“It was three vials; boom, boom, boom. It just took a minute and we drew them up, we were done. It was the easiest of the three. In terms that we didn’t have to focus on dilutions and concentrations. We just had to draw them up and they were done. And somehow that glaring word, acetate—I don’t know, ma’am. I just totally dropped the ball, is all I can say.”
“The Most Abundant Element in Our Atmosphere”
On September 30, a prison employee made another trip to the same pharmacy—this time to pick up drugs for the execution of Richard Glossip.
Glossip’s case had attracted international attention. This was in part because of his strong claim of innocence—he was sentenced to die because a 19-year-old meth user who beat a motel owner to death claimed Glossip had put him up to it—and in part because Glossip challenged Oklahoma’s drug protocol all the way to the Supreme Court, claiming that midazalom was not a strong enough sedative to prevent him from experiencing pain. The Supreme Court voted 5-4 that states could continue using that drug protocol.
On the day that Richard Glossip was supposed to die, the warden noticed that the third drug in the drug cocktail they were about to prepare was potassium acetate, not potassium chloride. The warden opted to keep quiet about this realization. Later, they were asked why in front of the Grand Jury.
“When I seen it, I thought it was the same thing,” the Warden testified. “And I reflected on the way that we had done it previously with the accountabilities to ensure—I didn’t know—when the drugs were brought down, I didn’t know the pharmacist that we use or the pharmacy. I didn’t know who ordered the drugs. That’s not part of my job duty. I didn’t know it hadn’t been looked at, I assumed it had been. I assumed that what the pharmacist provided was that [sic] we needed. So in my mind, that potassium acetate must have been the same thing as potassium chloride.”
So the IV team members proceeded to draw up the syringes. At that point one of them also noticed the drug discrepancy and alerted prison authorities.
Over the next few hours, as Richard Glossip awaited his execution, state officials debated whether to proceed with the killing or to stop it. Governor Mary Fallin’s General Counsel pushed to go ahead with the execution after the doctor and pharmacist both said potassium acetate and potassium chloride were medically interchangeable.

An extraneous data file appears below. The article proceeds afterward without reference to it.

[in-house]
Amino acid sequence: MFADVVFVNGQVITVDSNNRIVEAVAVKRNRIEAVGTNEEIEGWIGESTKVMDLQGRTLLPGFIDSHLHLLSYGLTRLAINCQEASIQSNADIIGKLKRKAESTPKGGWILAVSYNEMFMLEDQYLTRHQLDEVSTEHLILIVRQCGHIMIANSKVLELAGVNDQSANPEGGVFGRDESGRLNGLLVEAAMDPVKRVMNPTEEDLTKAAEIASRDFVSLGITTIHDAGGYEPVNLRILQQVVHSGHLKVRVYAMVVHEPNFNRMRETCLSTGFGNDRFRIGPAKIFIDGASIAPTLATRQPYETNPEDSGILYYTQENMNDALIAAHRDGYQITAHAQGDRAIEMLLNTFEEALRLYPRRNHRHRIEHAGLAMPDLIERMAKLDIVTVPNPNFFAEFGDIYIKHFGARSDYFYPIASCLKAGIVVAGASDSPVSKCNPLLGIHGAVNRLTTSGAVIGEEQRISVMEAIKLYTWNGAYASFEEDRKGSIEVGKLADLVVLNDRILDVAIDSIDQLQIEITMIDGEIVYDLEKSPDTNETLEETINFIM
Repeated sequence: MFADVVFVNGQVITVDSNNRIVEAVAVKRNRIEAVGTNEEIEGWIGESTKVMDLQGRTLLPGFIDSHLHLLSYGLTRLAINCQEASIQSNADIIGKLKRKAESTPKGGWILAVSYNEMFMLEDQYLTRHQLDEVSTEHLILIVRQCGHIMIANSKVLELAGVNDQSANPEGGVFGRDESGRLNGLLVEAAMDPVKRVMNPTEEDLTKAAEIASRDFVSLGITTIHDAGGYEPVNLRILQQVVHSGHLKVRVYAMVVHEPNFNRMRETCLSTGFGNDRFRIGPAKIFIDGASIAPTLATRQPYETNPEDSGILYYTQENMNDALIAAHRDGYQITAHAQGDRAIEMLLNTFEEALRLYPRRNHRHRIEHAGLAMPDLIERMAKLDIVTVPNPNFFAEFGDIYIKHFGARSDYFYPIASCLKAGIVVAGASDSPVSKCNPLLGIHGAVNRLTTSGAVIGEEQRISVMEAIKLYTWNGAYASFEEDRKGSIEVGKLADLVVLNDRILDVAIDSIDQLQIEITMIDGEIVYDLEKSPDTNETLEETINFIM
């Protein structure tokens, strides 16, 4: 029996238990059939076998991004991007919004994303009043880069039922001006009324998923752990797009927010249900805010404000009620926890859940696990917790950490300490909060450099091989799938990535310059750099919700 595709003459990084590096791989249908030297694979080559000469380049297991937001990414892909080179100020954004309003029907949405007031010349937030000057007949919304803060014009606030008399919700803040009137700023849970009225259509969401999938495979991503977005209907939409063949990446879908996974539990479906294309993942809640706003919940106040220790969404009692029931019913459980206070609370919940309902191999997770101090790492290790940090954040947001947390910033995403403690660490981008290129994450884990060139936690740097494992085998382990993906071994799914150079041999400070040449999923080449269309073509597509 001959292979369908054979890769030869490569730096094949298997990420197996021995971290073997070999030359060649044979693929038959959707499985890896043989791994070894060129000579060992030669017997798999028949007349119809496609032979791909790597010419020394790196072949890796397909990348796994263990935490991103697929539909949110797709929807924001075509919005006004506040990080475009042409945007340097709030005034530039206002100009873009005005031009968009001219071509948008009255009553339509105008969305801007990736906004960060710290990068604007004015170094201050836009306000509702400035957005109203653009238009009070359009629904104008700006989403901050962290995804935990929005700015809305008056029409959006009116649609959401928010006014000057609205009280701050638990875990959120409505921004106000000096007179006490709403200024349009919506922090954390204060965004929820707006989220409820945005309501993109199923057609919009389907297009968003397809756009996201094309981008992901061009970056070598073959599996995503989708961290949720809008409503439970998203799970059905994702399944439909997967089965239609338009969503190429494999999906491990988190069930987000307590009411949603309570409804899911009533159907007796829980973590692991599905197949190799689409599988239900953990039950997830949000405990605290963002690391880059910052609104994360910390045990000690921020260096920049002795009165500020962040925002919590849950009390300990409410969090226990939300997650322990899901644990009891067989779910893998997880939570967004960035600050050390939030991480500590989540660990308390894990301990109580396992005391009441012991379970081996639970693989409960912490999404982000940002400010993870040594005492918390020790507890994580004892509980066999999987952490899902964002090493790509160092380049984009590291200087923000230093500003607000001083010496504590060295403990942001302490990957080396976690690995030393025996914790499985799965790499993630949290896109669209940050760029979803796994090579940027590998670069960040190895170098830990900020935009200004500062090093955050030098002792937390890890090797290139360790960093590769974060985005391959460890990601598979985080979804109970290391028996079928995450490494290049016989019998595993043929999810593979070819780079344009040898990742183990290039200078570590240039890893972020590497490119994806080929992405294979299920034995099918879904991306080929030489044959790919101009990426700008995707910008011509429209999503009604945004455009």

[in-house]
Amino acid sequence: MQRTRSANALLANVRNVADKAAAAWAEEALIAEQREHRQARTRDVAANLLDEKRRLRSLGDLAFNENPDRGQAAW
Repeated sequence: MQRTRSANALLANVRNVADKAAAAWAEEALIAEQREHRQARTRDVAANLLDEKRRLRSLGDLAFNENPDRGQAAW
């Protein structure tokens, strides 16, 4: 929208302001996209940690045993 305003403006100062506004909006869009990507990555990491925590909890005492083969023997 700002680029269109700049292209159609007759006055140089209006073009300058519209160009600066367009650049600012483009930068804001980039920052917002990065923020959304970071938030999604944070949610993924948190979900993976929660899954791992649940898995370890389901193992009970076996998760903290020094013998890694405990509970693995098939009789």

“Google it,” the Governor’s General Counsel told the attorney general’s office, which wanted to halt the execution.
After all, it would look bad if they stopped the execution, he pointed out to the attorney general—because then everyone would find out that they had executed Charles Warner using the wrong drug.
As the clock ticked, the attorney general swayed Governor Fallin to grant a last minute delay that would spare Richard Glossip’s life—for now. Glossip remains on death row.
The state issued a press release explaining that the executions had been temporarily paused while the Governor’s office, Department of Corrections and the attorney general’s office addressed legal issues surrounding their drug protocol: “Executions will resume once those issues have been addressed to the satisfaction of all three parties.”
The Oklahoma Grand Jury concludes its report by listing the circumstances that led to this series of blunders.
It’s hard to find qualified physicians willing to take part in an execution these days, they point out. Pharmaceutical companies have clamped down on the use of their products in lethal injection. And it’s hard to find pharmacists willing to make the drugs instead.
Their solution? Switching to “nitrogen hypoxia”—death by suffocation with gas.
“Both Doctor A and Professor A testified executions carried out by nitrogen hypoxia would be humane,” the write, “and as nitrogen is the most abundant element in our atmosphere, the components for execution via nitrogen hypoxia would be easy and inexpensive to obtain.”